Gunshots and Fireworks Are Sort Of the Same in the End.

by | Jul 9, 2013 | Blog, My Poems


                                                  —after Matthew Dickman


As I get a little bit older, I reach the beginning of July
and begin to pray for a little quiet: Bruce Springsteen and
Fleetwood Mac turned down low and all the sausages done
with their hissing and pulled off the grill. One evening,
I am alone, and when I open the fridge, through all the glare
I see the milk is gone. The milk carton is like an odd white
clown, blue label, old foam wrapped once and again around
its mouth. I need this to go to sleep—tonight will not allow
for sleep on its own—and I consider wandering down into
the dark, past all the mailboxes and scrawny hobos in their
rugged clothes. I consider whether or not I could outrun them
if the time came. For a single moment, I can. I’m stomping
the weird clown into a flat shape with my bare feet, wondering
whether the cat will take care of the foam—and then first boom
crashes across the Bay. When I was little, the country was open
to the hunting of ducks, and deer and road-siders, as long as
the gunshots blended with the sounds of joy. It had always sounded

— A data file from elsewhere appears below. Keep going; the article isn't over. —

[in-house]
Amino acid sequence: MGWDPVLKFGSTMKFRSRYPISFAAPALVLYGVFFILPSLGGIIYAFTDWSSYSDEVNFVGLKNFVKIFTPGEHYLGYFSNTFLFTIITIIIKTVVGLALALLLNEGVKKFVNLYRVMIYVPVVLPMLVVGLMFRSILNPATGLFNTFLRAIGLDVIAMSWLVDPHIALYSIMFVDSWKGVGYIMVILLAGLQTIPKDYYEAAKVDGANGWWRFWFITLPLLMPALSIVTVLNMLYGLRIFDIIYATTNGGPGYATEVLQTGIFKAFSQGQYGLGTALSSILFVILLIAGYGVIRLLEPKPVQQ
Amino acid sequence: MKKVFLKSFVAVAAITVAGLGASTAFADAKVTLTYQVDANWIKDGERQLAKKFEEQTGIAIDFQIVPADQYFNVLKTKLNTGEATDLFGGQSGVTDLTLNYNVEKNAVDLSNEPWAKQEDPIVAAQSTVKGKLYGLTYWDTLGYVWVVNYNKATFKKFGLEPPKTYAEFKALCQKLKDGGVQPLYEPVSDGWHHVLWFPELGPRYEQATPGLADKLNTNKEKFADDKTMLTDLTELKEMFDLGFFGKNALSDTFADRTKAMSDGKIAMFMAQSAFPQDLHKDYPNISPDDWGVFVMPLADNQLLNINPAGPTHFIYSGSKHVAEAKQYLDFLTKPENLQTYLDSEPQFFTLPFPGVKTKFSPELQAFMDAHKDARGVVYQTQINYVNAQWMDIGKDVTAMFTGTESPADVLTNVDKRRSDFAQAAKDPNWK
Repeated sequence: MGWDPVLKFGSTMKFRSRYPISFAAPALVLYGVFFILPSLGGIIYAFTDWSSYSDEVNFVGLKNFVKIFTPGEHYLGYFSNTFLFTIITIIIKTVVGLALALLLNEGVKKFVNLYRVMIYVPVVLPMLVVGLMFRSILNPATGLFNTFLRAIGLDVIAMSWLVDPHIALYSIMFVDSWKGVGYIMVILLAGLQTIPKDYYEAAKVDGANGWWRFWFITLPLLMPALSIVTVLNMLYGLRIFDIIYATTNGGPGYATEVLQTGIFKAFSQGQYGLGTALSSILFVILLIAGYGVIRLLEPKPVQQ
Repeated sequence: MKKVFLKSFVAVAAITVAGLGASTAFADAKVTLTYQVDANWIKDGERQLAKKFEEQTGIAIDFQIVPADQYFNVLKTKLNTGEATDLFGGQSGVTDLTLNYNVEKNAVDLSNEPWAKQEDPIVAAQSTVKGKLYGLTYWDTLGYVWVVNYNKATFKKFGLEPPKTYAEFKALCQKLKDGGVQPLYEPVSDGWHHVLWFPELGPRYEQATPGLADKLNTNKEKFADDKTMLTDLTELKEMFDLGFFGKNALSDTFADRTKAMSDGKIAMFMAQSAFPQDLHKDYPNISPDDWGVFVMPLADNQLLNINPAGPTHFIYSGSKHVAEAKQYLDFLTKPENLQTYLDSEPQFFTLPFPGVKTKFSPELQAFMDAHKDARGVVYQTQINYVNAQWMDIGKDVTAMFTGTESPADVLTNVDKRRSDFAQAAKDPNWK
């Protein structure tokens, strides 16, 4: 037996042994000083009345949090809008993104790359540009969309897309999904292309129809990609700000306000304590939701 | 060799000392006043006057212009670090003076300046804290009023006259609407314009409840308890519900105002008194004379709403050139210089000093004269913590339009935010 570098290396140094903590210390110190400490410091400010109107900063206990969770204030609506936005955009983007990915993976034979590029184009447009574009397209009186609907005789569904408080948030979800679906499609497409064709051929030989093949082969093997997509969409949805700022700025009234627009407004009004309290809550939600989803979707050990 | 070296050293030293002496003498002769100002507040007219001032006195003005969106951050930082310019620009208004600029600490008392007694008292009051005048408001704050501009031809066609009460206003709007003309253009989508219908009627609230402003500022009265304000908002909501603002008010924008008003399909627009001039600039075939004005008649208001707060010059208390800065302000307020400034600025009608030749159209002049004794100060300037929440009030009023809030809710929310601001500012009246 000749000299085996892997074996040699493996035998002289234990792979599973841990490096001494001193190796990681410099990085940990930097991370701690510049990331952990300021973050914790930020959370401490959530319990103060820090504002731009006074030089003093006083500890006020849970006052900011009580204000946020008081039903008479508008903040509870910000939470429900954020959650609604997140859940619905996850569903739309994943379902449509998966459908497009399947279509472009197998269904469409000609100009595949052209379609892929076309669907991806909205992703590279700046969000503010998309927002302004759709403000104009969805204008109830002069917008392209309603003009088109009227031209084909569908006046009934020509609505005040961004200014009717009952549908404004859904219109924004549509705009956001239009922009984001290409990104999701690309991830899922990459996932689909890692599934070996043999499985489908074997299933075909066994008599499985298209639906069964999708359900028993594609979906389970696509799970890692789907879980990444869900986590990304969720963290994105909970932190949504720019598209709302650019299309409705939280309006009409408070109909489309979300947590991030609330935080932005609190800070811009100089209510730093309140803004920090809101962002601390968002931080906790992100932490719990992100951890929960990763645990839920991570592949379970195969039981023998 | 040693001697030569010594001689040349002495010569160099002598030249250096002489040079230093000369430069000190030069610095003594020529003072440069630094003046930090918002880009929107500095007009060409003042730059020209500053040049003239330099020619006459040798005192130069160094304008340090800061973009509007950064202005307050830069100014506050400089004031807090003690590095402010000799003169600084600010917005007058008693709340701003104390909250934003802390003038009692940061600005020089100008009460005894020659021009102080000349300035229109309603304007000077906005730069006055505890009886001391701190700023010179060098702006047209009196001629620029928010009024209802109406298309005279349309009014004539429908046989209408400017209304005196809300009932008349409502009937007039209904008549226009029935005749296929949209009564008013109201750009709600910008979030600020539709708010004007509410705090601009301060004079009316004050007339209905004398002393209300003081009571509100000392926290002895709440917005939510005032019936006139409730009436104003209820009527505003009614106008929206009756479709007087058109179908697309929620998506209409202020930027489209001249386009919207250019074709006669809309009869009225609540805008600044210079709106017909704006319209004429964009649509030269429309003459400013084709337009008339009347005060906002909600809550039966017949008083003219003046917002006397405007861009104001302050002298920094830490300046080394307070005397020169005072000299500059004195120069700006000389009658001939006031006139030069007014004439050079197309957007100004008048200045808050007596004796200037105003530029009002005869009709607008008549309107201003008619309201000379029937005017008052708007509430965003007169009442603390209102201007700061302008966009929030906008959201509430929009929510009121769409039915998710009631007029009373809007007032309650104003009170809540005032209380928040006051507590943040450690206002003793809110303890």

like war and thunder to me, the crashes that woke everyone
from their beds and left children and pets and farm animals alike
looking for arms wide enough to hold them or an underneath
large enough to hide them. The cat beside me requires my fingers
in her hair and my voice in her ear, promising that these sounds
are planned. My dog, Jack, used to need the same assurance
around the Fourth, and this year is worse than usual, the Day
of Independence landing on a Thursday, when the fireworks
are purchased in advance and the crashes continue for three more
days. July 8th should be four days after the stress has passed,
rather than only one day later. The end of his life will have been full
of crashes and booms, gunshots and accidental deaths, the loss
of gunmen’s toes, the reports of teenagers forcing fireworks
into dogs’ mouths and then igniting them. And yet I sit here
wondering about sleep and clowns and whether or not I should
buy milk from whatever venue is open. He deserves
the proper send-off: his toenails should be painted purple
like mine, a black and purple and gray dog, with an old red bandana
tucked into his collar that no longer fits. It’s supposed to rain
tomorrow, but if we can find a dry place, I will take him out
to the yard he loves and read him some Robert Creeley, saving
“The Messengers” for last, his little love and long hanging hair,
his eyes like blue sapphire and milk when they used to be chestnut,
Bruce Springsteen playing in the background, McDonalds cups
littering the driveway.


for Jack




“his little love and long hanging hair” is borrowed and mildly revised from Robert Creeley’s “The Messengers”